London: It is an excruciatingly embarrassing and distressing condition, yet an incredibly common one affecting five million British women and two million men.

For sufferers of urinary incontinence, this often sniggered-at problem can impact on almost every daily activity and interaction.

Many treatments are available but few last or work well, and they come with unwanted side effects.

The causes of a leaky bladder range from pregnancy to muscle weakness and poor nerve communication, and the lengths people go to rid themselves of it are equally extensive.

But now a new treatment called percutaneous tibial nerve stimulation, which involves an electrical current being channelled through the ankle, is having remarkable results with those who suffer a type of incontinence known as overactive bladder (OAB).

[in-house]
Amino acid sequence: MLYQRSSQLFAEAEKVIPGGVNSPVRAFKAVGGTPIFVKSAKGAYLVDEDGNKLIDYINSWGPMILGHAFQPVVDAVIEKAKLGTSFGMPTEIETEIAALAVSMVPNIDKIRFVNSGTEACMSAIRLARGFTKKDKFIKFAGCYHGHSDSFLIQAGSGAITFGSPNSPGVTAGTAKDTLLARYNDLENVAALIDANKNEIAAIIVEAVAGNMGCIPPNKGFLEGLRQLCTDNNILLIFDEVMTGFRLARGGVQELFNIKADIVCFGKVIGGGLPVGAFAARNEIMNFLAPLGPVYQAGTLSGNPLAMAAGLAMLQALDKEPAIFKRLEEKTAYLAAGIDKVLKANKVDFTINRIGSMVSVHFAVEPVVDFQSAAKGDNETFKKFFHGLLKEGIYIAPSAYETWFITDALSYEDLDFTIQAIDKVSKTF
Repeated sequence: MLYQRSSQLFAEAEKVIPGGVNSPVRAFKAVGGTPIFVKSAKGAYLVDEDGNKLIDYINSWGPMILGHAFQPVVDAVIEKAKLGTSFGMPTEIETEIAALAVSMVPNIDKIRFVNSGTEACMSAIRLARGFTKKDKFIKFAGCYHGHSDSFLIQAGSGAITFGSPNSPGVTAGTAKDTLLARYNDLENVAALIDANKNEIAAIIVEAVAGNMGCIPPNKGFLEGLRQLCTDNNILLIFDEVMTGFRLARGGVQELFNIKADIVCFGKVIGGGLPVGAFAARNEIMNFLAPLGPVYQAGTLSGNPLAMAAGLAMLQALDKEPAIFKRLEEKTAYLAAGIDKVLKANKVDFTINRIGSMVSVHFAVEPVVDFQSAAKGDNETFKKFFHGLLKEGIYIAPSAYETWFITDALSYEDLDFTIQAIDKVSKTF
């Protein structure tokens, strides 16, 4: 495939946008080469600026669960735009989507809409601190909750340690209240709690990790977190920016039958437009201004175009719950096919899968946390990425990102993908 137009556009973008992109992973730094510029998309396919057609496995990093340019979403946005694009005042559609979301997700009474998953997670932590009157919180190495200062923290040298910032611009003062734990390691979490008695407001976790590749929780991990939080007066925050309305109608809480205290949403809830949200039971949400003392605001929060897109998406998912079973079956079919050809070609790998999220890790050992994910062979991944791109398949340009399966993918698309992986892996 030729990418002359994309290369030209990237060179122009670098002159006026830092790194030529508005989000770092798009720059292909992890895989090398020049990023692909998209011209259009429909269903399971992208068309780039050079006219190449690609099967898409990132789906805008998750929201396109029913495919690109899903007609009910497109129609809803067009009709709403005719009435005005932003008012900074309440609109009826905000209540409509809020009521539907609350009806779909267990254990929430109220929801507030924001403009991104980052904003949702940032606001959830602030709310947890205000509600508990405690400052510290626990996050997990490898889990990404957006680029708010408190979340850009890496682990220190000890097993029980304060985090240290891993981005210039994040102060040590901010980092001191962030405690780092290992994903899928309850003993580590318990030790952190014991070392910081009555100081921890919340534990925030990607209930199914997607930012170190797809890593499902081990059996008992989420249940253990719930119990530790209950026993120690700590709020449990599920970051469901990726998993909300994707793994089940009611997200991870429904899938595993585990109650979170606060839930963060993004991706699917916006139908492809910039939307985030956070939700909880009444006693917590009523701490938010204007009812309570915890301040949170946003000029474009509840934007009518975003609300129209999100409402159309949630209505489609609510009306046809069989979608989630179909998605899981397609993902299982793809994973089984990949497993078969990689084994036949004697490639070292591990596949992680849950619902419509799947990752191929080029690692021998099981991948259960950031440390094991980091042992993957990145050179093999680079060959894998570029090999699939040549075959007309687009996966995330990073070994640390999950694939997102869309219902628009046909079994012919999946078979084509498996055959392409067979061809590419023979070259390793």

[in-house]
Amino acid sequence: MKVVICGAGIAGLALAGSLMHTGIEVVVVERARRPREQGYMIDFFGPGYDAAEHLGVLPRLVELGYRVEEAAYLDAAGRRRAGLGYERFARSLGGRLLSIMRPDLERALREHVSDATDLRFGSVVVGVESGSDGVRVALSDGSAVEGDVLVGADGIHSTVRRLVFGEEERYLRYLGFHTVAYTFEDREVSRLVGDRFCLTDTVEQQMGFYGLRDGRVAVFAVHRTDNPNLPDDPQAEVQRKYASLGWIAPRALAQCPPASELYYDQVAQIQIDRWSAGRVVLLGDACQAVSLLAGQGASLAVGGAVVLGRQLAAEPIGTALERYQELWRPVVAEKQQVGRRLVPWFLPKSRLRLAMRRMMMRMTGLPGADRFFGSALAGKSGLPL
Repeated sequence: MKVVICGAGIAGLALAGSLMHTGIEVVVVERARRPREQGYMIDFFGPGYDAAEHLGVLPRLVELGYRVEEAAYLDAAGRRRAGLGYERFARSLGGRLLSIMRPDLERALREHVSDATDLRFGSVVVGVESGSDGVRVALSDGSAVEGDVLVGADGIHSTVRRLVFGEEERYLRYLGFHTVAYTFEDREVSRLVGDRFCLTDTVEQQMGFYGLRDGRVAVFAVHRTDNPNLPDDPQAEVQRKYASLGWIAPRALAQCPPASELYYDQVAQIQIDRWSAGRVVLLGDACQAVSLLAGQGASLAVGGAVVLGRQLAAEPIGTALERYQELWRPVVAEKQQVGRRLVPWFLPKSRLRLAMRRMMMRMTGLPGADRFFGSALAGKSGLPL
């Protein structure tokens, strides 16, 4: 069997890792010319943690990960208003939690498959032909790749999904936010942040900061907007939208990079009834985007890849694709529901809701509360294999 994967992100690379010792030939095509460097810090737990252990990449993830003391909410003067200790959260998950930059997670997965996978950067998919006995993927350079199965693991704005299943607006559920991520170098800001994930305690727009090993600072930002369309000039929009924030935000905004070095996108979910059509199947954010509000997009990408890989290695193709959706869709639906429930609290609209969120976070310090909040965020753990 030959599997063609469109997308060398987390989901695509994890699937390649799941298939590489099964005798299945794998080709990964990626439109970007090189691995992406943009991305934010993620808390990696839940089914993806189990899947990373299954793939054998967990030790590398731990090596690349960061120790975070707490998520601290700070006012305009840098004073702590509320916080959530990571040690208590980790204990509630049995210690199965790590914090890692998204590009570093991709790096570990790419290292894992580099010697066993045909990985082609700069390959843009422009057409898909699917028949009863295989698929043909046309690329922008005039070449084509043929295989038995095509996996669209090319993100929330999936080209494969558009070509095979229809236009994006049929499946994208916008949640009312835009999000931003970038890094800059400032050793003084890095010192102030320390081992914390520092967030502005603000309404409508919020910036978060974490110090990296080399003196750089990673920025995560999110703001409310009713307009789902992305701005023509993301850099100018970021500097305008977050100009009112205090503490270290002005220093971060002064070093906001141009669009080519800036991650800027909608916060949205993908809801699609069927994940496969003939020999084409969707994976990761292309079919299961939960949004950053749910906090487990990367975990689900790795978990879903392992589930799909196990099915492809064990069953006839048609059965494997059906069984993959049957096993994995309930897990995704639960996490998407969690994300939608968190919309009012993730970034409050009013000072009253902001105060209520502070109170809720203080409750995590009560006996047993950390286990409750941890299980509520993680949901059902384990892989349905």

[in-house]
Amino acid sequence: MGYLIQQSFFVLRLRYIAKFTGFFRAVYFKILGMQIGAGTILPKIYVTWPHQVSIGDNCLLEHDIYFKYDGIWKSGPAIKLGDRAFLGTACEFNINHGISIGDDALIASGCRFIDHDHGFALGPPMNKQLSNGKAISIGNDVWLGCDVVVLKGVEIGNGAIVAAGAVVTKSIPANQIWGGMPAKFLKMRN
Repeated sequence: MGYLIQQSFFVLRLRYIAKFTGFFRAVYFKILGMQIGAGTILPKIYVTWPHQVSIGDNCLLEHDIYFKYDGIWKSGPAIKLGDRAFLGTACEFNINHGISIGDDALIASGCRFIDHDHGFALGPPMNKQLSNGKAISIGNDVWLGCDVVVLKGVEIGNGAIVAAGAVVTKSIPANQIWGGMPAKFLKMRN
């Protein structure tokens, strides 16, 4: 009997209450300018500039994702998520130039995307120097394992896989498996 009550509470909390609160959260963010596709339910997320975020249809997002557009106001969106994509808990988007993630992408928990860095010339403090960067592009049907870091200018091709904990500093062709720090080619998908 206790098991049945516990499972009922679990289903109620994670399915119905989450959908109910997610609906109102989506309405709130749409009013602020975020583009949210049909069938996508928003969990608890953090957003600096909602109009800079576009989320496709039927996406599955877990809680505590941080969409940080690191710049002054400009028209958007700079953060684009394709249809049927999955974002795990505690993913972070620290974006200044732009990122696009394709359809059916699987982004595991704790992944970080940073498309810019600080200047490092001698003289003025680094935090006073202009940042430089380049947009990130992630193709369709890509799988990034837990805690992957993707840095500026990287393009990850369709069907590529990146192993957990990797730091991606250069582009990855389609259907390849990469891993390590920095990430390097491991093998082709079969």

The treatment involves a small needle being inserted into the tibial nerve that runs from the bottom of the spine to the sole of the foot. This nerve contains nerve fibres that start from the same place as nerves that run to the bladder and pelvic-floor muscles.

During a 30-minute session a grounding electrode is attached to the foot and a needle electrode is inserted into the ankle. An electric current is sent through the needle, which travels along the tibial nerve pathway. It is thought the electrical current, from an external pulse generator, reduces the errant nerve signals by briefly confusing the nerves in the bladder muscles and this restores normal nerve behaviour.

Up to 12 weekly sessions are administered, and another is required between three and six months later.